Is Your Singleness Selfish?

One of the things that used to bother me the most in my over 20 years of singleness was when people who were married would tell me things like, “Enjoy your singleness while you have it”, or “Take advantage of where you are at”, or “Enjoy the freedom you have bro.”

Now at some level there can be some wisdom here.  We should focus on living fully in the context we are in.  It doesn’t do us much good to have marriage as an idol and constantly be thinking that my whole world would be perfect if I just met the right person.  I get that.

But I think at this point it might be fair to say that in our context today, we might be taking a bit too much advantage of our singleness.  We might be too focussed on our “freedom” at times.  It’s not like everyone is launching into early marriage.  In fact almost no one is.  So maybe we should ask some different questions.

First of all, we need to get over the fact that life is hard.  Yes married people, I get it, marriage is hard.  But we need to be really, really careful with that because in our culture we seem to be equating hard with bad.  But in the Kingdom hard and bad are not synonyms.  Hard and Joy are not opposites.  And besides, singleness can be pretty dang hard too.  Life is hard sometimes.  And sometimes it isn’t.

So one trap we need to avoid is setting marriage up as this great loss.  Like somehow if you get married your personal life is over.  That’s a lie.  It’s different yes, but not over.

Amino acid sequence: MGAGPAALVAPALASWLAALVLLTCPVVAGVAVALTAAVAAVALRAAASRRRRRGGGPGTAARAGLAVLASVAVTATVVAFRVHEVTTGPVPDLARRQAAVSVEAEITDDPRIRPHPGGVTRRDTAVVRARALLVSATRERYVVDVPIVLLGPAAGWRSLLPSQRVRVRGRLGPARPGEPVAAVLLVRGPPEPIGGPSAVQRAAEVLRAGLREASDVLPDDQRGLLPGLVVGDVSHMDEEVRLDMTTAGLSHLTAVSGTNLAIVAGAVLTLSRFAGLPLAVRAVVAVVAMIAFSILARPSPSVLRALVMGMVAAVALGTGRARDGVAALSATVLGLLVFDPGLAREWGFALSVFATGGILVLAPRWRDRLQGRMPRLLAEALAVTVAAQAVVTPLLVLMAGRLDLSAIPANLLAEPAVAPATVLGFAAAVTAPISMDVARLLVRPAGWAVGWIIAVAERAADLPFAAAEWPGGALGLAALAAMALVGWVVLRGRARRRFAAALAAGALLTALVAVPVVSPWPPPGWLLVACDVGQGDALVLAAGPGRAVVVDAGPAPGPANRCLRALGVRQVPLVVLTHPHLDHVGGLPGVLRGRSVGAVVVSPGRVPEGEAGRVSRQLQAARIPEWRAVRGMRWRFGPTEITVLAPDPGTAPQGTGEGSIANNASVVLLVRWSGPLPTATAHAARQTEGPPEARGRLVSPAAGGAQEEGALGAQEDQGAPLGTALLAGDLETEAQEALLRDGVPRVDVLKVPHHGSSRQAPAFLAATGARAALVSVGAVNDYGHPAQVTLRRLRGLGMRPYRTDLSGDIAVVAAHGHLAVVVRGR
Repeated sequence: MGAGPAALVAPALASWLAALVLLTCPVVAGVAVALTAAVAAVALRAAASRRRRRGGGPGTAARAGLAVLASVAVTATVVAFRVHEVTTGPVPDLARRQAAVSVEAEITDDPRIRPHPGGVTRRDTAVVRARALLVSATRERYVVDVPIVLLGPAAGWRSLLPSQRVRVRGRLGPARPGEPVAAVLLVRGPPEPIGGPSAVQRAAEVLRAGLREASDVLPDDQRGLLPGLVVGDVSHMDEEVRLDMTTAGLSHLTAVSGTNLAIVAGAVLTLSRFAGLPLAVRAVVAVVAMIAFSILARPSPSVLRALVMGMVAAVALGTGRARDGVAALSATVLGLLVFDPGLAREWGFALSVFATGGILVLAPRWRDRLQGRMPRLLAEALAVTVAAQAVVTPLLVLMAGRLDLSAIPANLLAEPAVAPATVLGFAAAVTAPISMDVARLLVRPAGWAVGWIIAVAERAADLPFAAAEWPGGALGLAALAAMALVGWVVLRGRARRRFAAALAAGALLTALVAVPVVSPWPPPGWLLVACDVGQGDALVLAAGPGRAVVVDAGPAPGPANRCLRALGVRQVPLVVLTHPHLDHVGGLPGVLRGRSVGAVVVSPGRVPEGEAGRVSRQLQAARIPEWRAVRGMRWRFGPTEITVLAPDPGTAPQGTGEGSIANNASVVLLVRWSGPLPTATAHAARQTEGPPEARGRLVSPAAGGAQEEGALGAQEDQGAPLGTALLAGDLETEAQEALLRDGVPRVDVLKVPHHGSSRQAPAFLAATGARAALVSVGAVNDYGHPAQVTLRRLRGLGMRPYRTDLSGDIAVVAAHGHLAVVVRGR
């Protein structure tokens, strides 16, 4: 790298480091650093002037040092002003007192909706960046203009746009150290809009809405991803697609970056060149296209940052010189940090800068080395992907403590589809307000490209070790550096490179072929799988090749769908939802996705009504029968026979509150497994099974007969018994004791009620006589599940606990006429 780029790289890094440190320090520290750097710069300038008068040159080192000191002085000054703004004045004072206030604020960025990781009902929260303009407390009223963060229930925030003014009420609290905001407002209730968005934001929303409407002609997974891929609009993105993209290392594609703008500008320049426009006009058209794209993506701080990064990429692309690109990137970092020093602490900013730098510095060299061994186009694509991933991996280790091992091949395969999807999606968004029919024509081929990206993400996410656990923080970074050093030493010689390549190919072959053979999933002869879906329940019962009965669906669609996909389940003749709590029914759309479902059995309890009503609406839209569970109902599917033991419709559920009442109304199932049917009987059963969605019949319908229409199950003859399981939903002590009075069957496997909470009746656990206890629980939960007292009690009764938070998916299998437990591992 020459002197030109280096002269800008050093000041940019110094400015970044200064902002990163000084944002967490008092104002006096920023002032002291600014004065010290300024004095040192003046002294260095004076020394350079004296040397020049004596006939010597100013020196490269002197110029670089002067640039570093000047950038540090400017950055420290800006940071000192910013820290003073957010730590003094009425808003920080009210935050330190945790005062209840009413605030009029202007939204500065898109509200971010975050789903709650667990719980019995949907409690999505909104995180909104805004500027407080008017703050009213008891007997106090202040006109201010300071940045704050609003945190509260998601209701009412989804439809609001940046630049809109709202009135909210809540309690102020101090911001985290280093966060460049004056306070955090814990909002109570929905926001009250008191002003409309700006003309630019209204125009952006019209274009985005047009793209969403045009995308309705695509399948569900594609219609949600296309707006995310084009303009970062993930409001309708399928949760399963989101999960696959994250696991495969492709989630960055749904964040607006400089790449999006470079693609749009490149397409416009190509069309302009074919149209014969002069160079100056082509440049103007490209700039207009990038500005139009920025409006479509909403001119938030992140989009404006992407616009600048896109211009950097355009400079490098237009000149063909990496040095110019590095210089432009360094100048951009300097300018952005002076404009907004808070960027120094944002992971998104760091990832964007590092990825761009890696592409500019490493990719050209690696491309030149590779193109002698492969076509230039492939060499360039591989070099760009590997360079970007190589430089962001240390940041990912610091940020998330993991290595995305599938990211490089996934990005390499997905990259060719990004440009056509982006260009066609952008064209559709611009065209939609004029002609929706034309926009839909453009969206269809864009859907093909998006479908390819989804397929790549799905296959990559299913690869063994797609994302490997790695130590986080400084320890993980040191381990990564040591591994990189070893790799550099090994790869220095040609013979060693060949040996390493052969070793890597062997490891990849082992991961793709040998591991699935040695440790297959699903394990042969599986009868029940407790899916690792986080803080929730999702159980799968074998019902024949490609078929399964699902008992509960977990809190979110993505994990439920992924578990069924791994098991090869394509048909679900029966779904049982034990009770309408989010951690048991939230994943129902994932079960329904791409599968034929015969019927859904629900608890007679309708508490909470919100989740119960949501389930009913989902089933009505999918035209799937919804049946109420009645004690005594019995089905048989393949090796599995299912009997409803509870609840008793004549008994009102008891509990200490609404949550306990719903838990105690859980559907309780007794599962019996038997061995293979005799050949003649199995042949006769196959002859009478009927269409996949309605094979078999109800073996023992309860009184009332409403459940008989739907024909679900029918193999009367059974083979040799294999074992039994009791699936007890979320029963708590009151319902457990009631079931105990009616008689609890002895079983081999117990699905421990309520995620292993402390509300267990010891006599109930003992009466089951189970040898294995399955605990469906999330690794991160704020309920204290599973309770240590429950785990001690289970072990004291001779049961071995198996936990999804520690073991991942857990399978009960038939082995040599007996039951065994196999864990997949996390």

But there are even more traps here.

The idea of taking advantage of your “freedom” or living it up before you settle down is extremely dangerous spiritually.

I’ve had a lot of people tell me that getting married made them realize how selfish they are. I have no doubt about that.  I’ve had a few other friends tell me that they really realized how selfish they were when they had kids.  I for sure can see that.

But they were selfish the whole time.  They just didn’t realize it.  What if as a single person we went ahead and started working on this now?

Look, if everyone was still getting married when they were in the early twenties, maybe marriage would be a good time to realize you’re selfish.  But sense only 20% of people in their twenties are married, maybe we’d better not wait for marriage to realize it.

We have a more self-absorbed world than ever.  It’s so much easier to get away with it. Do you know that 50% of single people live by themselves?  Think about that.  We go where we want.  We eat what we want. We spend money on what we want, when we want, without anyone knowing about it.  If you’re single right now, name one person who knows your income to debt ratio.  

And the world encourages it.  Go get yours first.  You’re somehow not ready to be married until you’ve got your career where you want it or all your issues worked out.  Live it up, then get married.  What kind of plan is that? A plan to stay single – or have a rough marriage.

We say this spiritually too when we misinterpret scripture to mean that when your single you are more able to focus on God than if you are married?  Really?!  That is not what it says.  If that were true then literally no one should get married.  It’s not do great ministry while you can, before you get married.